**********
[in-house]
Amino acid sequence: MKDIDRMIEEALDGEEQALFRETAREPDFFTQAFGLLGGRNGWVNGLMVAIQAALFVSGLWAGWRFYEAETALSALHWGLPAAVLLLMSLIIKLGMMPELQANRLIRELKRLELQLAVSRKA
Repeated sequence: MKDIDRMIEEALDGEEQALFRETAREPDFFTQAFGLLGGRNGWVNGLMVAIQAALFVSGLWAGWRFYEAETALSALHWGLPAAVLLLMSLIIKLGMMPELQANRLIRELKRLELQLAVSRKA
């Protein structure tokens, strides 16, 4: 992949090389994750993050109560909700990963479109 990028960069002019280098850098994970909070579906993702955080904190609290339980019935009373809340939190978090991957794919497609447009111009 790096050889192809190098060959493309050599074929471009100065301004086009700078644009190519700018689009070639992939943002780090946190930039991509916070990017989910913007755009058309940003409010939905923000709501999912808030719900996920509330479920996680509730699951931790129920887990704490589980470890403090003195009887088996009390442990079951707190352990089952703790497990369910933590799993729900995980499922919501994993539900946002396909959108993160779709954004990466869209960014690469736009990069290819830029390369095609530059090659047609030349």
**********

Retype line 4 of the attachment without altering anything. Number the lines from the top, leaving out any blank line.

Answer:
């Protein structure tokens, strides 16, 4: 992949090389994750993050109560909700990963479109 990028960069002019280098850098994970909070579906993702955080904190609290339980019935009373809340939190978090991957794919497609447009111009 790096050889192809190098060959493309050599074929471009100065301004086009700078644009190519700018689009070639992939943002780090946190930039991509916070990017989910913007755009058309940003409010939905923000709501999912808030719900996920509330479920996680509730699951931790129920887990704490589980470890403090003195009887088996009390442990079951707190352990089952703790497990369910933590799993729900995980499922919501994993539900946002396909959108993160779709954004990466869209960014690469736009990069290819830029390369095609530059090659047609030349």